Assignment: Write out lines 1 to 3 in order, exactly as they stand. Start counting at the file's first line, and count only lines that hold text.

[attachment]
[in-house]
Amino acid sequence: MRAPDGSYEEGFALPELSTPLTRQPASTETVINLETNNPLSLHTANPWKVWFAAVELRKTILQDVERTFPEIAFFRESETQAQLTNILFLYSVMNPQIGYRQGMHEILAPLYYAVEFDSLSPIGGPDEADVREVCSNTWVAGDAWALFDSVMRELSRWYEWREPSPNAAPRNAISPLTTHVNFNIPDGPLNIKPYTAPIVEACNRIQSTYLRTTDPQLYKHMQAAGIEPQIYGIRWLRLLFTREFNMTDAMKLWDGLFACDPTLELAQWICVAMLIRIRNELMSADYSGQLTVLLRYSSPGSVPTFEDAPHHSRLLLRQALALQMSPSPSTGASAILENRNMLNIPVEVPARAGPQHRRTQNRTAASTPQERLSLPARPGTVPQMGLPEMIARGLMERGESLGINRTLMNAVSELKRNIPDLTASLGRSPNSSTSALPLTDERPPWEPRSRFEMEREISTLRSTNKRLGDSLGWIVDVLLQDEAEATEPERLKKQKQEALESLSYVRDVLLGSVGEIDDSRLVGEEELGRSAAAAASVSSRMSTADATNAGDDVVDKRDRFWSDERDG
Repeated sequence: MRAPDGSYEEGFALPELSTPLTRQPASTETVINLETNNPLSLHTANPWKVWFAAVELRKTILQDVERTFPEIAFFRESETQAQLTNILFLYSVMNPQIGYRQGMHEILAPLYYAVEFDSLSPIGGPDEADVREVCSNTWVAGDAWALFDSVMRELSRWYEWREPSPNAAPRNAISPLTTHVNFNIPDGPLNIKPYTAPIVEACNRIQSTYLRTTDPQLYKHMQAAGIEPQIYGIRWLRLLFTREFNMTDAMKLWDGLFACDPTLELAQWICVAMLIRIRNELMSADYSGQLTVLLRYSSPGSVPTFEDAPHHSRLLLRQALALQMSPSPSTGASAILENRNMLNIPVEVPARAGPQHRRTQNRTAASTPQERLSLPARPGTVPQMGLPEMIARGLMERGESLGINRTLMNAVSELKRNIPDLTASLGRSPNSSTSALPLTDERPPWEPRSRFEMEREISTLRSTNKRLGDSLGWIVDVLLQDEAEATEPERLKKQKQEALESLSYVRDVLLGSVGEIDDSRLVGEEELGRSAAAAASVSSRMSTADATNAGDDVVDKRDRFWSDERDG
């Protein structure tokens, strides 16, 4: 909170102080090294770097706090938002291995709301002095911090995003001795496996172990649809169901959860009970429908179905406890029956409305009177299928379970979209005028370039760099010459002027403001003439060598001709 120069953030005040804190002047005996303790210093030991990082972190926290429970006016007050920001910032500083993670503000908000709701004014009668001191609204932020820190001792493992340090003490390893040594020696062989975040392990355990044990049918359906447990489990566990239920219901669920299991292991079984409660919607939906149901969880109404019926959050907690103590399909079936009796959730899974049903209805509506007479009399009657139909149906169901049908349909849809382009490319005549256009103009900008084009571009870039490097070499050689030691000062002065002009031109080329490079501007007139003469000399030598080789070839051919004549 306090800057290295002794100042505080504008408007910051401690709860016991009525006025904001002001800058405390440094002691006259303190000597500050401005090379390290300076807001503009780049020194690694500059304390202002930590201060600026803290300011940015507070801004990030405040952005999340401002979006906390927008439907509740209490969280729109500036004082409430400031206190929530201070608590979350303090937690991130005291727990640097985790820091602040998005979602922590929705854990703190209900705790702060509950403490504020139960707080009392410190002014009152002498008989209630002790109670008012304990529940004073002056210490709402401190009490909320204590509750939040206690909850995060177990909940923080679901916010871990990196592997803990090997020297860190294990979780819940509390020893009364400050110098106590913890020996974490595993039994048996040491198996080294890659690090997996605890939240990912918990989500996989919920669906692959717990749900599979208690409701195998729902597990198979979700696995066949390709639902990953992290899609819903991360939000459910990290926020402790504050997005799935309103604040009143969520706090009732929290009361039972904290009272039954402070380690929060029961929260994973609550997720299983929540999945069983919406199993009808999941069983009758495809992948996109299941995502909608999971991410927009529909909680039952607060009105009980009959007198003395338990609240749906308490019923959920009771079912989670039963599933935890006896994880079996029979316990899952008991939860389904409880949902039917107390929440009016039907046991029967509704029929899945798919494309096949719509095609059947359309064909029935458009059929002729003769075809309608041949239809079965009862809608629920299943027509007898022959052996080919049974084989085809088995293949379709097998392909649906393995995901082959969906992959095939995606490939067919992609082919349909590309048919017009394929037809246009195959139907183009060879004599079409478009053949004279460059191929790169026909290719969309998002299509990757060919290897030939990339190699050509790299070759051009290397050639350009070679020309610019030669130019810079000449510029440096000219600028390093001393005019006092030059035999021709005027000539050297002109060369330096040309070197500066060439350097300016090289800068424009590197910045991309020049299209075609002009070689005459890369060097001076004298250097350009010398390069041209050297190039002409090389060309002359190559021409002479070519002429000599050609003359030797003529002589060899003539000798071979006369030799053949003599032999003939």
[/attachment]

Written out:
[in-house]
Amino acid sequence: MRAPDGSYEEGFALPELSTPLTRQPASTETVINLETNNPLSLHTANPWKVWFAAVELRKTILQDVERTFPEIAFFRESETQAQLTNILFLYSVMNPQIGYRQGMHEILAPLYYAVEFDSLSPIGGPDEADVREVCSNTWVAGDAWALFDSVMRELSRWYEWREPSPNAAPRNAISPLTTHVNFNIPDGPLNIKPYTAPIVEACNRIQSTYLRTTDPQLYKHMQAAGIEPQIYGIRWLRLLFTREFNMTDAMKLWDGLFACDPTLELAQWICVAMLIRIRNELMSADYSGQLTVLLRYSSPGSVPTFEDAPHHSRLLLRQALALQMSPSPSTGASAILENRNMLNIPVEVPARAGPQHRRTQNRTAASTPQERLSLPARPGTVPQMGLPEMIARGLMERGESLGINRTLMNAVSELKRNIPDLTASLGRSPNSSTSALPLTDERPPWEPRSRFEMEREISTLRSTNKRLGDSLGWIVDVLLQDEAEATEPERLKKQKQEALESLSYVRDVLLGSVGEIDDSRLVGEEELGRSAAAAASVSSRMSTADATNAGDDVVDKRDRFWSDERDG
Repeated sequence: MRAPDGSYEEGFALPELSTPLTRQPASTETVINLETNNPLSLHTANPWKVWFAAVELRKTILQDVERTFPEIAFFRESETQAQLTNILFLYSVMNPQIGYRQGMHEILAPLYYAVEFDSLSPIGGPDEADVREVCSNTWVAGDAWALFDSVMRELSRWYEWREPSPNAAPRNAISPLTTHVNFNIPDGPLNIKPYTAPIVEACNRIQSTYLRTTDPQLYKHMQAAGIEPQIYGIRWLRLLFTREFNMTDAMKLWDGLFACDPTLELAQWICVAMLIRIRNELMSADYSGQLTVLLRYSSPGSVPTFEDAPHHSRLLLRQALALQMSPSPSTGASAILENRNMLNIPVEVPARAGPQHRRTQNRTAASTPQERLSLPARPGTVPQMGLPEMIARGLMERGESLGINRTLMNAVSELKRNIPDLTASLGRSPNSSTSALPLTDERPPWEPRSRFEMEREISTLRSTNKRLGDSLGWIVDVLLQDEAEATEPERLKKQKQEALESLSYVRDVLLGSVGEIDDSRLVGEEELGRSAAAAASVSSRMSTADATNAGDDVVDKRDRFWSDERDG